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The Rookies: Week 7

A look at the current rookie crop

The annual influx of each succeeding wave of rookies will always be one of the most appealing dimensions of fantasy football, they are the life blood of dynasty leagues, a mystery to unravel and code to crack for redraft purposes, identifying the right ones before they breakout can confer huge advantages and they keep the hobby unceasingly renewed, reinvigorated and ever fresh.

This expands and brings to the forefront a sub-section of the Ear to the Ground column that ran for the past decade (and replaces it). It also inverts the previous order, with some material formerly covered first under the Team Reports section found later in abbreviated form in the section now called Select Veteran Notes. It will still conclude with a scouting profile (including coverage of both rookies and veterans).

While dynasty is the general purview of this column, the Rookie of the Year awards for Offense and Defense are by definition focused on the current season. What may be a seeming contradiction is resolved by the fact that rookies that excel and gain traction early tend to be on good footing towards a fast tracked, accelerated development for dynasty purposes (and of course players like Jared Goff, Kenneth Dixon and Laquon Treadwell that are destined to have their value surge beyond 2015 will also be tracked closely and receive coverage). The initial rankings reflect the accumulation and weight of the respective prospect's scouting grades culminating in their first action as rookies, opportunity and expected role, as well as some historically-informed/driven heuristics and positional constraint observations highlighted below (on both offense and defense). As we get further into the season, actual production will increasingly be weighted more strongly, and rookie prospects will move up or down accordingly. In addition to tracking stats on a running basis, the Offensive and Defensive Rookie of the Year lists will be accompanied by ongoing updated individual commentary as development, progress and material changes in their respective opportunities and roles warrant it. This column will appear every other week during the 2016 season.

Rookie of the Year - Offense (past 25 years)

1991 - Leonard Russell, NE, RB
1992 - Carl Pickens, CIN, WR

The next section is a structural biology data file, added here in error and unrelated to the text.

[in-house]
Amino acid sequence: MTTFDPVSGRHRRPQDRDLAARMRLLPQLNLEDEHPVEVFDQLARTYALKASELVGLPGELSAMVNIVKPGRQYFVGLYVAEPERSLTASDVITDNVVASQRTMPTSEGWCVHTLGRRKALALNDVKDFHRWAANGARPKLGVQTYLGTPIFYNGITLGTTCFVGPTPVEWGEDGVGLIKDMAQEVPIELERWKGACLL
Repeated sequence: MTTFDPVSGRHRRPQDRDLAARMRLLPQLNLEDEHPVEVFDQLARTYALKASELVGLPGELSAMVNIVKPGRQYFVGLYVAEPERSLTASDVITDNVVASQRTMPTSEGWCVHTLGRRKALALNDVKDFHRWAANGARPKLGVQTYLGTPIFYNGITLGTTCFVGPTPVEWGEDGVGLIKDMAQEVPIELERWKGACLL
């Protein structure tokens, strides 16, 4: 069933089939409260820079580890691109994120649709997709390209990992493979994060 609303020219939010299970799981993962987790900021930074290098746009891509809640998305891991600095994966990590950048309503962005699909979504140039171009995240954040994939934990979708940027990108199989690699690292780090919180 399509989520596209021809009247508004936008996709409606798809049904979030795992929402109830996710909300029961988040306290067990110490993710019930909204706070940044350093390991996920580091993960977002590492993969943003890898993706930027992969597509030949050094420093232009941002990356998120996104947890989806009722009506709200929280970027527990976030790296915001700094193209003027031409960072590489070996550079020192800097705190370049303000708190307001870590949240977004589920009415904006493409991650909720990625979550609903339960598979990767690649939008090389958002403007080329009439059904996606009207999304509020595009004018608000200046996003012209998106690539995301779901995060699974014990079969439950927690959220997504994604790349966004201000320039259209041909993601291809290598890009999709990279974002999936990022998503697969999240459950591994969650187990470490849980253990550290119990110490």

1993 - Jerome Bettis, LA, RB
1994 - Marshall Faulk, IND, RB
1995 - Curtis Martin, NE, RB
1996 - Eddie George, HOU, RB
1997 - Warrick Dunn, TB, RB
1998 - Randy Moss, MIN, WR
1999 - Edgerrin James, IND, RB
2000 - Mike Anderson, DEN, RB
2001 - Anthony Thomas, CHI, RB
2002 - Clinton Portis, DEN, RB
2003 - Anquan Boldin, ARI, WR
2004 - Ben Roethlisberger, PIT, QB
2005 - Cadillac Williams, TB, RB
2006 - Vince Young, TEN, QB
2007 - Adrian Peterson, MIN, RB
2008 - Matt Ryan, ATL, QB
2009 - Percy Harvin, MIN, WR
2010 - Sam Bradford, STL, QB
2011 - Cam Newton, CAR, QB
2012 - Robert Griffin III, WAS, QB
2013 - Eddie Lacy, GB, RB
2014 - Odell Beckham, NYG, WR
2015 - Todd Gurley, STL, RB 

Positional Breakdown

QB - 6 (all in the last 10 years, signaling a trend of recently increased preparedness from the college level, trust, usage and/or desperation with quicker front office and coaching staff hiring and firing cycles, as well as the fact that there just are never enough good veteran QBs at any given time to cover all 32 teams - also, the same contemporary rule changes favoring offense in general and the passing game specifically, benefit not only vets, but the most talented, prepared, hard working and smartest rookies)
RB - 14 (11 in the first 15 years, just 3 in the 10 since)
WR - 5 (both rarer and more evenly distributed, in approximately half decade intervals)
TE - 0 (enough said)

As seen from above, RBs dominated the Rookie of the Year award on offense in the first 15 years of the last quarter century, and largely QBs in the last decade. The skill position class of '16 has three first round QB prospects (including the #1 and #2 overall picks) and also includes a late fourth round gem and potential future star, a RB class featuring one of the top prospects at his position in the past decade taken #4 overall but not a particularly exceptional group beyond him, a good looking WR class that makes up in depth what it lacks in elite star power and a middling TE group that could nonetheless offer as many as three or more solid starters in future seasons.

Rookie of the Year - Offense (2016)

Player, Team, Position, Age ('16), Pedigree, College, Height/Weight

1) Ezekiel Elliot, DAL, RB, 21, 1.4, Ohio State (6'0", 225)
(28-157-0 rushing, 2-17-0 receiving AND 137-703-5 rushing, 11-98-0 receiving TOTAL)